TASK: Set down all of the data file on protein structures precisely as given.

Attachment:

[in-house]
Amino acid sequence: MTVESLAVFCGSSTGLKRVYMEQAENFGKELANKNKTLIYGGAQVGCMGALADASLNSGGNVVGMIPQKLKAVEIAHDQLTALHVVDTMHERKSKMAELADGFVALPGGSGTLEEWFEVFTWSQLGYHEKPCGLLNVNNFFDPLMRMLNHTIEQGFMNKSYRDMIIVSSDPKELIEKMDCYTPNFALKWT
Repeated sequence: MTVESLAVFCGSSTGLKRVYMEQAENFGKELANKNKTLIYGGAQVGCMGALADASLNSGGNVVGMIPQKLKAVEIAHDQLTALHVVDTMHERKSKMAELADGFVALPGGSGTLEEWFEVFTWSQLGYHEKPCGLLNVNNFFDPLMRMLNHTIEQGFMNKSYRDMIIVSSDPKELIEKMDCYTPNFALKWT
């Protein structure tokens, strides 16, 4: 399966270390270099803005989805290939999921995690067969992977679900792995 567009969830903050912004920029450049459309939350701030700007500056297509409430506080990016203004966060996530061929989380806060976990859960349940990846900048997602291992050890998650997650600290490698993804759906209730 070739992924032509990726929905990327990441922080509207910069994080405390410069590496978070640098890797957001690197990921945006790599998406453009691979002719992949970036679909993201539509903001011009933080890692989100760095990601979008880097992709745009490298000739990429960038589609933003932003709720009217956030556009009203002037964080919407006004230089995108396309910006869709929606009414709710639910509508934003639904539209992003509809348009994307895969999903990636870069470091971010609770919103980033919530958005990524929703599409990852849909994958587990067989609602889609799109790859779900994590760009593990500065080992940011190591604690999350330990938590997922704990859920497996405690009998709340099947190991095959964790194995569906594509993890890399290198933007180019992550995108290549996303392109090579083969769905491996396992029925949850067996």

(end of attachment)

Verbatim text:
[in-house]
Amino acid sequence: MTVESLAVFCGSSTGLKRVYMEQAENFGKELANKNKTLIYGGAQVGCMGALADASLNSGGNVVGMIPQKLKAVEIAHDQLTALHVVDTMHERKSKMAELADGFVALPGGSGTLEEWFEVFTWSQLGYHEKPCGLLNVNNFFDPLMRMLNHTIEQGFMNKSYRDMIIVSSDPKELIEKMDCYTPNFALKWT
Repeated sequence: MTVESLAVFCGSSTGLKRVYMEQAENFGKELANKNKTLIYGGAQVGCMGALADASLNSGGNVVGMIPQKLKAVEIAHDQLTALHVVDTMHERKSKMAELADGFVALPGGSGTLEEWFEVFTWSQLGYHEKPCGLLNVNNFFDPLMRMLNHTIEQGFMNKSYRDMIIVSSDPKELIEKMDCYTPNFALKWT
């Protein structure tokens, strides 16, 4: 399966270390270099803005989805290939999921995690067969992977679900792995 567009969830903050912004920029450049459309939350701030700007500056297509409430506080990016203004966060996530061929989380806060976990859960349940990846900048997602291992050890998650997650600290490698993804759906209730 070739992924032509990726929905990327990441922080509207910069994080405390410069590496978070640098890797957001690197990921945006790599998406453009691979002719992949970036679909993201539509903001011009933080890692989100760095990601979008880097992709745009490298000739990429960038589609933003932003709720009217956030556009009203002037964080919407006004230089995108396309910006869709929606009414709710639910509508934003639904539209992003509809348009994307895969999903990636870069470091971010609770919103980033919530958005990524929703599409990852849909994958587990067989609602889609799109790859779900994590760009593990500065080992940011190591604690999350330990938590997922704990859920497996405690009998709340099947190991095959964790194995569906594509993890890399290198933007180019992550995108290549996303392109090579083969769905491996396992029925949850067996």